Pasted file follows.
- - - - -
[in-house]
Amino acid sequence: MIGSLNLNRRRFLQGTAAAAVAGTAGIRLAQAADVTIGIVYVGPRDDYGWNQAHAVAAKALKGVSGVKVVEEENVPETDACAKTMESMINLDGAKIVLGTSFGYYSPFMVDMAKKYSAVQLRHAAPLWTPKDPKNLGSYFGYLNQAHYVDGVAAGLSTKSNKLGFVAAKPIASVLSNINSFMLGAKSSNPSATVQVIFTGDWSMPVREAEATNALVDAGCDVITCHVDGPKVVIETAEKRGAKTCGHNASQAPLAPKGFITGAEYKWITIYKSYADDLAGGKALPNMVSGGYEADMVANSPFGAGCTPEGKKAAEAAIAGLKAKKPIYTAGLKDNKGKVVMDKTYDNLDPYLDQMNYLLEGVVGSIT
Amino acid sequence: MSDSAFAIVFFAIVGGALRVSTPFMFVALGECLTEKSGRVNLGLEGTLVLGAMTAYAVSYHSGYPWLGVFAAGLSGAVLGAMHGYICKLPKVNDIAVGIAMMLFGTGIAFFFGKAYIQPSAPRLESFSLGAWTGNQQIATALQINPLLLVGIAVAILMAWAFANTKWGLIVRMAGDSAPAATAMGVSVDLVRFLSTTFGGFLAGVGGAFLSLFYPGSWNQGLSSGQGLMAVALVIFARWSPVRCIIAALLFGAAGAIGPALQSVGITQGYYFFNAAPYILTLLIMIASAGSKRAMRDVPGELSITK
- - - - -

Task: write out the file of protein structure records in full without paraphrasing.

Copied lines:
[in-house]
Amino acid sequence: MIGSLNLNRRRFLQGTAAAAVAGTAGIRLAQAADVTIGIVYVGPRDDYGWNQAHAVAAKALKGVSGVKVVEEENVPETDACAKTMESMINLDGAKIVLGTSFGYYSPFMVDMAKKYSAVQLRHAAPLWTPKDPKNLGSYFGYLNQAHYVDGVAAGLSTKSNKLGFVAAKPIASVLSNINSFMLGAKSSNPSATVQVIFTGDWSMPVREAEATNALVDAGCDVITCHVDGPKVVIETAEKRGAKTCGHNASQAPLAPKGFITGAEYKWITIYKSYADDLAGGKALPNMVSGGYEADMVANSPFGAGCTPEGKKAAEAAIAGLKAKKPIYTAGLKDNKGKVVMDKTYDNLDPYLDQMNYLLEGVVGSIT
Amino acid sequence: MSDSAFAIVFFAIVGGALRVSTPFMFVALGECLTEKSGRVNLGLEGTLVLGAMTAYAVSYHSGYPWLGVFAAGLSGAVLGAMHGYICKLPKVNDIAVGIAMMLFGTGIAFFFGKAYIQPSAPRLESFSLGAWTGNQQIATALQINPLLLVGIAVAILMAWAFANTKWGLIVRMAGDSAPAATAMGVSVDLVRFLSTTFGGFLAGVGGAFLSLFYPGSWNQGLSSGQGLMAVALVIFARWSPVRCIIAALLFGAAGAIGPALQSVGITQGYYFFNAAPYILTLLIMIASAGSKRAMRDVPGELSITK